Duncan’s Economic Blog

Sources of Growth – Cutting Imports?

Posted in Uncategorized by duncanseconomicblog on September 7, 2010

A quick, possibly heretical, thought.

One of the biggest questions in economic policy at the moment is that of, where will the growth come from?

I’ve outlined before why I think the government in overly optimistic on the UK’s prospects – but I’m left wondering why everyone seems to be ignoring one possible source of growth.

GDP is a fairly simple equation:

GDP = Consumption + Investment + Government Spending + Net Trade (Exports – Imports)

Whilst most observers accept that consumption growth is unlikely (households are repairing their balance sheets and unlikely to spend as much as previously), many on the right hope for a boom in business investment and exports to take up the slack as government spending is cut back and the consumer is taxed. Meanwhile many on the left argue for an increase in government spending, to boost growth until the private sector recovers.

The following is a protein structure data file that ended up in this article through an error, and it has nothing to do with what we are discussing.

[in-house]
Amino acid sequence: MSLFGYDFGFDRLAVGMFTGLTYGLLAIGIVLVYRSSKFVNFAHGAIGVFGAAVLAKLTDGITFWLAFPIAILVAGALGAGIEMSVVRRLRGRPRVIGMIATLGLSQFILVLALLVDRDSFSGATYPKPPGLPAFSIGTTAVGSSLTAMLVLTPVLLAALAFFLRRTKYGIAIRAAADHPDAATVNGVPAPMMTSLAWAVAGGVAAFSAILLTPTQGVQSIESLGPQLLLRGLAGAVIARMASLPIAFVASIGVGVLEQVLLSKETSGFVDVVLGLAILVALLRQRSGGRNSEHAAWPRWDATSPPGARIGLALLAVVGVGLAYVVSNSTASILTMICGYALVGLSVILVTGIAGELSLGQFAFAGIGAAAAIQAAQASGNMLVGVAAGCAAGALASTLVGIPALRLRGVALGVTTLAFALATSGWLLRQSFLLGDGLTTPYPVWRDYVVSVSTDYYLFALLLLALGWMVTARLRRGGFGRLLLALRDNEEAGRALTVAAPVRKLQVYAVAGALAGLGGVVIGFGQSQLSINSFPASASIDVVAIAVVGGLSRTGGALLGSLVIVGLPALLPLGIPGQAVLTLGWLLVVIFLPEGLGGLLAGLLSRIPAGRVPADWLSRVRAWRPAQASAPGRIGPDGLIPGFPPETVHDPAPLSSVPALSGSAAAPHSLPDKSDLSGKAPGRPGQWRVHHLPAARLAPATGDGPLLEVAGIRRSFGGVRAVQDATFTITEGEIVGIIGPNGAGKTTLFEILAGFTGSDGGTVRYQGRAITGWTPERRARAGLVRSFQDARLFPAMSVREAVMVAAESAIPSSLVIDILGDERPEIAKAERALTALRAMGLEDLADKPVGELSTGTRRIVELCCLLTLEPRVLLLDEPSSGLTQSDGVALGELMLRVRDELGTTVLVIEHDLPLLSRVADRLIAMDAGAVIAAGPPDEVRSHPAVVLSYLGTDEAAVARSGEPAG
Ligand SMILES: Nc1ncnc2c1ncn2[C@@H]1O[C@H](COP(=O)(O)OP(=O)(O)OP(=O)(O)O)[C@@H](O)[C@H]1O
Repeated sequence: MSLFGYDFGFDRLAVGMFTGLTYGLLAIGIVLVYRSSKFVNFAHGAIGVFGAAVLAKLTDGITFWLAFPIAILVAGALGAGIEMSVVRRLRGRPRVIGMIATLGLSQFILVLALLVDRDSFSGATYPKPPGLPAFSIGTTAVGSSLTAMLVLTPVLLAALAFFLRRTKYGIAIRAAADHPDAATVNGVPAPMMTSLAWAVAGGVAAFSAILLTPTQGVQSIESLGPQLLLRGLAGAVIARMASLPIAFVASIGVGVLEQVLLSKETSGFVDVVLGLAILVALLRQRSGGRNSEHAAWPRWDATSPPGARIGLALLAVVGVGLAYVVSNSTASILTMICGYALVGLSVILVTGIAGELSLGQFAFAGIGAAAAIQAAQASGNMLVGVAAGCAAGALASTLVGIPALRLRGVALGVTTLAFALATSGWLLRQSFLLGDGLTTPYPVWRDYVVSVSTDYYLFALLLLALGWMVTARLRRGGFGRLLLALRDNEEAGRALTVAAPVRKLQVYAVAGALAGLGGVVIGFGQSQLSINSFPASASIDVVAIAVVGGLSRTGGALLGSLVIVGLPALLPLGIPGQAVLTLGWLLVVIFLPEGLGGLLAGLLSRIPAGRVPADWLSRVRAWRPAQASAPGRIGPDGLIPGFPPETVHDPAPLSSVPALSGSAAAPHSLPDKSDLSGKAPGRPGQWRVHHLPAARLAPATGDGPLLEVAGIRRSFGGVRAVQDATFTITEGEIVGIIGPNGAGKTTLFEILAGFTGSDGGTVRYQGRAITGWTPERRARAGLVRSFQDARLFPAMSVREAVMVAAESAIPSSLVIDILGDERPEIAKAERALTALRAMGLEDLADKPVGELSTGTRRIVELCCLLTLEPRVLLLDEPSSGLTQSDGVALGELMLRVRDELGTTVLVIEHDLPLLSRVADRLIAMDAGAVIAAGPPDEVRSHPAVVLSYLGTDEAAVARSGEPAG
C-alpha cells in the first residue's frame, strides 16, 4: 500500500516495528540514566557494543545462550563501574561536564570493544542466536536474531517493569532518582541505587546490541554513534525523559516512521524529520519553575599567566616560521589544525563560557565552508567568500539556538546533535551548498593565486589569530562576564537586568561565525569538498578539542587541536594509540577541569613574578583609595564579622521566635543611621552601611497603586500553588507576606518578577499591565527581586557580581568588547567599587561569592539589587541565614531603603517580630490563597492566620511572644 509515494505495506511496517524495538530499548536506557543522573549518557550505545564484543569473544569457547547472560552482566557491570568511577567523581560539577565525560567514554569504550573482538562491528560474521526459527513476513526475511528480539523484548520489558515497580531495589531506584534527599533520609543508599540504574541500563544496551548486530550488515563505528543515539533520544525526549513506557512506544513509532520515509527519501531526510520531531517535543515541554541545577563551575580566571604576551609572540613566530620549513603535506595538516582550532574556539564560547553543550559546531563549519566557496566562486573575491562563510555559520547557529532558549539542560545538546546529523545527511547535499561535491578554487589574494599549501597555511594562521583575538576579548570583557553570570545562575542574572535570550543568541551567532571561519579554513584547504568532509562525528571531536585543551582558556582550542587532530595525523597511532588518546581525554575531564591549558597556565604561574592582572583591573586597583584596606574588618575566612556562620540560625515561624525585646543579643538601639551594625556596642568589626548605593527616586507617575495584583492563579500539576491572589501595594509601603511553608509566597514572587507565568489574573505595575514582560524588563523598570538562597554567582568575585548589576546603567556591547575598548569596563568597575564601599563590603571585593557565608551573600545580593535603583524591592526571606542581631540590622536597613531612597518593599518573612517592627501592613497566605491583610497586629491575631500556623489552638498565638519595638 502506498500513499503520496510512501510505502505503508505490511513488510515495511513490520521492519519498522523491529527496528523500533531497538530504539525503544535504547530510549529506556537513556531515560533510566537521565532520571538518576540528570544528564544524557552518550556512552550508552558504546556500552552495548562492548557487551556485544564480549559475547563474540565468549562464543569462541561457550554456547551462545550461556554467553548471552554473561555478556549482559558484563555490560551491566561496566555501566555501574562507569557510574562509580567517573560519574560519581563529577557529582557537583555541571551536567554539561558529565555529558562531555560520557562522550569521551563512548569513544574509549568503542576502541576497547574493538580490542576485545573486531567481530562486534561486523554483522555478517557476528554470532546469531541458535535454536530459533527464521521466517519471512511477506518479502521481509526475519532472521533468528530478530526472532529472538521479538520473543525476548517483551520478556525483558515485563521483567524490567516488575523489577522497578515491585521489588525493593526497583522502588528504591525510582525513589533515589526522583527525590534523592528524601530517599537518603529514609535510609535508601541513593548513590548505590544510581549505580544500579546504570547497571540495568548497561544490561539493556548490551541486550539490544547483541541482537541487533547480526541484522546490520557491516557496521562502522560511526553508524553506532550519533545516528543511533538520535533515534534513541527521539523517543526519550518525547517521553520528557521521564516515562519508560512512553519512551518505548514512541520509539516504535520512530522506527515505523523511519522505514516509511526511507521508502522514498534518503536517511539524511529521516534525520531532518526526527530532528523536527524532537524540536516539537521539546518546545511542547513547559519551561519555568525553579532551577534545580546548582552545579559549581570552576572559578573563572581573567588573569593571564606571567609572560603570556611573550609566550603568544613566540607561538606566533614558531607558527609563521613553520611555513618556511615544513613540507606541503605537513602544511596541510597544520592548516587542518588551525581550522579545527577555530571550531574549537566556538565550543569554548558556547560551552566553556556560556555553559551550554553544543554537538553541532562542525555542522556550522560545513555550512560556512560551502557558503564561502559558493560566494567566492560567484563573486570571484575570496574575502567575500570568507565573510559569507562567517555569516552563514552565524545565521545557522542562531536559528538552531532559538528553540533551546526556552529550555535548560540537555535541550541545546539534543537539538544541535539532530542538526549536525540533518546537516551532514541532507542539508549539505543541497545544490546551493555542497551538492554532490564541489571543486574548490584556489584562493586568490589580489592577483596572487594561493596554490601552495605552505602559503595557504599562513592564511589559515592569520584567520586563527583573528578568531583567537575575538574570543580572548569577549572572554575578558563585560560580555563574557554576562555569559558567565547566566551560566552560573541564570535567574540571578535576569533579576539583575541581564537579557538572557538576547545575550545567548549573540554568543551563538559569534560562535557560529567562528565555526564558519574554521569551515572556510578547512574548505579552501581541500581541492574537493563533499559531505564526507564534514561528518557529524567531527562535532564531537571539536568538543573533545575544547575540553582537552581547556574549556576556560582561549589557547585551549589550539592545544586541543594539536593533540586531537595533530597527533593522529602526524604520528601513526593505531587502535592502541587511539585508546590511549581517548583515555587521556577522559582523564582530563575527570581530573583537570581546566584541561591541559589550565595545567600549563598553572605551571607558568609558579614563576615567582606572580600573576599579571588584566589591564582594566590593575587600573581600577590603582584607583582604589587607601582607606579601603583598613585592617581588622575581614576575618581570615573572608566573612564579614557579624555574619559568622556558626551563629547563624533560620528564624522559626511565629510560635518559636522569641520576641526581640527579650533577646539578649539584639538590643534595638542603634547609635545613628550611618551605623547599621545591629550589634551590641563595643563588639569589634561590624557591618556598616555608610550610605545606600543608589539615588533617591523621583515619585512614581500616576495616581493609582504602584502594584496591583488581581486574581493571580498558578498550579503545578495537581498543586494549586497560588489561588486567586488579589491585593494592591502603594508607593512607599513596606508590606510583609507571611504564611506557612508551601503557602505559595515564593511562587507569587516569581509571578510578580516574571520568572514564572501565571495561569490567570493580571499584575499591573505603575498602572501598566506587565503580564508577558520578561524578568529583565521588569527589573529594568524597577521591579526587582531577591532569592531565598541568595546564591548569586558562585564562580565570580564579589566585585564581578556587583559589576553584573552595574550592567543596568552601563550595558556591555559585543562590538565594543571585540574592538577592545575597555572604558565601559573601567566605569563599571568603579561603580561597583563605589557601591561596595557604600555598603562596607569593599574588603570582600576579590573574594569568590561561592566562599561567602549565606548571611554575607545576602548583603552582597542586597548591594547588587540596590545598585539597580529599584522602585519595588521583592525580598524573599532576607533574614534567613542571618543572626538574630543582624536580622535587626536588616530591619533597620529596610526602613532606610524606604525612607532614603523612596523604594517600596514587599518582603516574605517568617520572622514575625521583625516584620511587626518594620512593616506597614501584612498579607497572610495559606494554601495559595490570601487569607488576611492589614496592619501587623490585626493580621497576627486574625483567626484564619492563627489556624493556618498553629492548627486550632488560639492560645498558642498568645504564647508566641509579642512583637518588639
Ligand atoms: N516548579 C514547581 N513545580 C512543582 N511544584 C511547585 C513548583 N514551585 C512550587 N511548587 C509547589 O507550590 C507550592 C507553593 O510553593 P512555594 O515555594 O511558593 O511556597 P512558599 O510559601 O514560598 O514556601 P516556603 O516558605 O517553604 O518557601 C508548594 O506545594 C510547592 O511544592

To my surprise, no one seems to be advocating cutting imports – or even slowing the growth of imports as a potential strategy.

Given the growth of imports as a percentage of UK GDP over the past five and a half decades (see below), this is surprising.

Falling imports, or slower growth in imports, boosts Net Trade (and hence GDP) just as much as rising exports do.

I’m not suggesting this (yet), but I am  curious as to why it doesn’t come up more often in debate.

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